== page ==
Improvements Increase Dam Safety, Capacity

Byllesby DamSpring is in the air. Mother Nature made it official on Sunday, and Ayres Associates is following suit: The spring edition of our corporate magazine, TRENDS, went to press this week.

In case your copy hasn’t arrived yet, here’s a sneak peek into what’s inside. (And if you don’t yet receive our magazine, click here to request a copy).

Our cover story addresses our firm’s past and present work at the Byllesby Dam, a high-hazard 60-foot-tall, 1,100-foot-long dam in Dakota County, Minnesota. Staff from multiple disciplines at Ayres – including water resources, engineering services, architecture, structural inspection, and survey – have all played roles in keeping the important dam operating safely and efficiently through the years.

Byllesby DamIn the story, water resources engineer Pete Haug, who managed a recent capacity upgrade project at the dam, explains that its “high-hazard” classification means that, with the City of Cannon Falls lying just a mile downstream, “there is a very good chance people will die if the dam fails.” While the dam has never experienced such a catastrophic failure, “the safety standards are so much higher now than when the dam was built” in 1910, he says.

To bring the 105-year-old dam up to today’s standards, the Ayres team planned and supervised the resurfacing of the original concrete dam. The biggest improvement involved adding two 65-foot-wide by 14-foot-tall hydraulically operated floodgates to a spillway created just to the south of the dam.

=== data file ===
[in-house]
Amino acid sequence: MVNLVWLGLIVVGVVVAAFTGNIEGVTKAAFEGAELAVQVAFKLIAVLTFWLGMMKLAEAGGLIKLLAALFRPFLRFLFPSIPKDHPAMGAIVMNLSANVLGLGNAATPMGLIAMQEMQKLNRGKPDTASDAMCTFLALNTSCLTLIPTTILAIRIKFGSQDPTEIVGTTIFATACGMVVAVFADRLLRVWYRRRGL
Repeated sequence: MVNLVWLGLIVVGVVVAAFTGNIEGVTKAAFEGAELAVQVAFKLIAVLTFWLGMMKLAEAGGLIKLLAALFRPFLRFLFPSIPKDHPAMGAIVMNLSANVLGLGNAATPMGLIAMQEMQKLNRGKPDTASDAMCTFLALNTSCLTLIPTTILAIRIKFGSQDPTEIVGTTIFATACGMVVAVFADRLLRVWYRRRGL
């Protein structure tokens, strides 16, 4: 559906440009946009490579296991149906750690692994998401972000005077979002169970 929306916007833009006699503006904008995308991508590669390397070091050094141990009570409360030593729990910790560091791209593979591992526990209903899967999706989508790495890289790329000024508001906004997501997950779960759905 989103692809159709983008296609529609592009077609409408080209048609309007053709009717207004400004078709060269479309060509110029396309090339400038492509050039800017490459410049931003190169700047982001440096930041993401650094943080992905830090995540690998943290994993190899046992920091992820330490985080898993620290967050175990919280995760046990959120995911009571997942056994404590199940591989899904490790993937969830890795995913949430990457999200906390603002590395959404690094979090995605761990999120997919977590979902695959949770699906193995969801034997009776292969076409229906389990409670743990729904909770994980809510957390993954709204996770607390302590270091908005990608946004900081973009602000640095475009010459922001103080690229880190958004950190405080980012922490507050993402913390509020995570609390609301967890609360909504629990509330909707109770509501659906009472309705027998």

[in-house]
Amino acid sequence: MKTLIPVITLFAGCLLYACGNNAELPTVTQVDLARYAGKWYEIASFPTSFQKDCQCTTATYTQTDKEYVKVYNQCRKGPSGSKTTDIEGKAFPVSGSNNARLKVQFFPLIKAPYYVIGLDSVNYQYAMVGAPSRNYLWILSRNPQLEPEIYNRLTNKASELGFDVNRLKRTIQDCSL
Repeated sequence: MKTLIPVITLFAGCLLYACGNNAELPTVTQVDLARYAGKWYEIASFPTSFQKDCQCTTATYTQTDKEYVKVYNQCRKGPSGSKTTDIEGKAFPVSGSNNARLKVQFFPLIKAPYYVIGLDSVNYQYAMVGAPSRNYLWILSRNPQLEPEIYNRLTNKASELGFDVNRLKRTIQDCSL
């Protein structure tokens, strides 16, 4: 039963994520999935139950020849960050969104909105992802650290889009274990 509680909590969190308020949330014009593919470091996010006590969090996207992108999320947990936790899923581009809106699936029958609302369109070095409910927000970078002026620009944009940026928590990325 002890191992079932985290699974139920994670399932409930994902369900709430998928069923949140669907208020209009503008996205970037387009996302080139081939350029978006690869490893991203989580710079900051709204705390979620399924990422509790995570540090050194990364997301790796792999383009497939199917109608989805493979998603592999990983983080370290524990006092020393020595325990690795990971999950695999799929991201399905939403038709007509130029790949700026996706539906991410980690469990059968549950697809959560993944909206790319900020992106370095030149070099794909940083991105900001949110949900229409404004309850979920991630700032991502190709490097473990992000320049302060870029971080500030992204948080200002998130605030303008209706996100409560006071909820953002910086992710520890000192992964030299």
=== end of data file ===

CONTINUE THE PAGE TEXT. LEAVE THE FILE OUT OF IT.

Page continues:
Multiple systems were put in place to control the rate of river flow through the floodgates; now water can pass through at a rate of 37,500 cubic feet per second when the gates are fully open. “We added 80 percent more flood capacity to the dam,” Pete says. “That’s an incredible increase.”

Our spring edition also features:

  • Hydraulic engineers’ efforts to study streambank stabilization.
  • The aerial mapping group’s role in the award-winning Wisconsin Regional Orthophotography Consortium program.
  • Transportation and traffic engineers’ insights into the techniques used to keep motorists moving through construction zones.

Is there a topic you’d like us to explore in a future edition of TRENDS? Please leave a comment below with your ideas and suggestions – or email Jennifer Schmidt of our editorial staff at


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